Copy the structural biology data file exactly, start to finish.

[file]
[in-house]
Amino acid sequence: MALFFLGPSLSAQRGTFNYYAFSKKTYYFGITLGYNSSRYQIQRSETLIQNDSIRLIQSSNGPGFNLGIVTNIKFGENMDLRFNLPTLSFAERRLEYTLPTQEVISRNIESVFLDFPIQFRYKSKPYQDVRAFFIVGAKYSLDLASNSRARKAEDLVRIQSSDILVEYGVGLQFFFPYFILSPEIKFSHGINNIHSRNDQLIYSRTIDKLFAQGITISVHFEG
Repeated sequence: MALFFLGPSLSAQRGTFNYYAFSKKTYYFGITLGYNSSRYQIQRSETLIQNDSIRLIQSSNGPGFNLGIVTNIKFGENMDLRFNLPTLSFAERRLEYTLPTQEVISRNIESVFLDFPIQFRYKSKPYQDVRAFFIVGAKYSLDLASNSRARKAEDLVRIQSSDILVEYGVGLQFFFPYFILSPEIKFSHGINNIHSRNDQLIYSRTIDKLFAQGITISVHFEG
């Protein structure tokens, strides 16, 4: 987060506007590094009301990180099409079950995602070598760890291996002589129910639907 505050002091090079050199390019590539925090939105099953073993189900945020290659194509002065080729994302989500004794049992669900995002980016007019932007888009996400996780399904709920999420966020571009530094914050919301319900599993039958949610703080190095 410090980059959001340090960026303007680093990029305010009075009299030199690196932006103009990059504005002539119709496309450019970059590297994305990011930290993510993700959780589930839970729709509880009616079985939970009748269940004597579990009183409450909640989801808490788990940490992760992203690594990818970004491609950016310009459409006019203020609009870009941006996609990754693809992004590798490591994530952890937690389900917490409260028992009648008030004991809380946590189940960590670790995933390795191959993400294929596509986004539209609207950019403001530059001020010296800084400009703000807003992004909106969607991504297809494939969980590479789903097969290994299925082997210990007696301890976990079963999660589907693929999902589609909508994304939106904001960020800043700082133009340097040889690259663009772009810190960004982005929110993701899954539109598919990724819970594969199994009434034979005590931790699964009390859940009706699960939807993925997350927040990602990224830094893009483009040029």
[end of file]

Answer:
[in-house]
Amino acid sequence: MALFFLGPSLSAQRGTFNYYAFSKKTYYFGITLGYNSSRYQIQRSETLIQNDSIRLIQSSNGPGFNLGIVTNIKFGENMDLRFNLPTLSFAERRLEYTLPTQEVISRNIESVFLDFPIQFRYKSKPYQDVRAFFIVGAKYSLDLASNSRARKAEDLVRIQSSDILVEYGVGLQFFFPYFILSPEIKFSHGINNIHSRNDQLIYSRTIDKLFAQGITISVHFEG
Repeated sequence: MALFFLGPSLSAQRGTFNYYAFSKKTYYFGITLGYNSSRYQIQRSETLIQNDSIRLIQSSNGPGFNLGIVTNIKFGENMDLRFNLPTLSFAERRLEYTLPTQEVISRNIESVFLDFPIQFRYKSKPYQDVRAFFIVGAKYSLDLASNSRARKAEDLVRIQSSDILVEYGVGLQFFFPYFILSPEIKFSHGINNIHSRNDQLIYSRTIDKLFAQGITISVHFEG
């Protein structure tokens, strides 16, 4: 987060506007590094009301990180099409079950995602070598760890291996002589129910639907 505050002091090079050199390019590539925090939105099953073993189900945020290659194509002065080729994302989500004794049992669900995002980016007019932007888009996400996780399904709920999420966020571009530094914050919301319900599993039958949610703080190095 410090980059959001340090960026303007680093990029305010009075009299030199690196932006103009990059504005002539119709496309450019970059590297994305990011930290993510993700959780589930839970729709509880009616079985939970009748269940004597579990009183409450909640989801808490788990940490992760992203690594990818970004491609950016310009459409006019203020609009870009941006996609990754693809992004590798490591994530952890937690389900917490409260028992009648008030004991809380946590189940960590670790995933390795191959993400294929596509986004539209609207950019403001530059001020010296800084400009703000807003992004909106969607991504297809494939969980590479789903097969290994299925082997210990007696301890976990079963999660589907693929999902589609909508994304939106904001960020800043700082133009340097040889690259663009772009810190960004982005929110993701899954539109598919990724819970594969199994009434034979005590931790699964009390859940009706699960939807993925997350927040990602990224830094893009483009040029």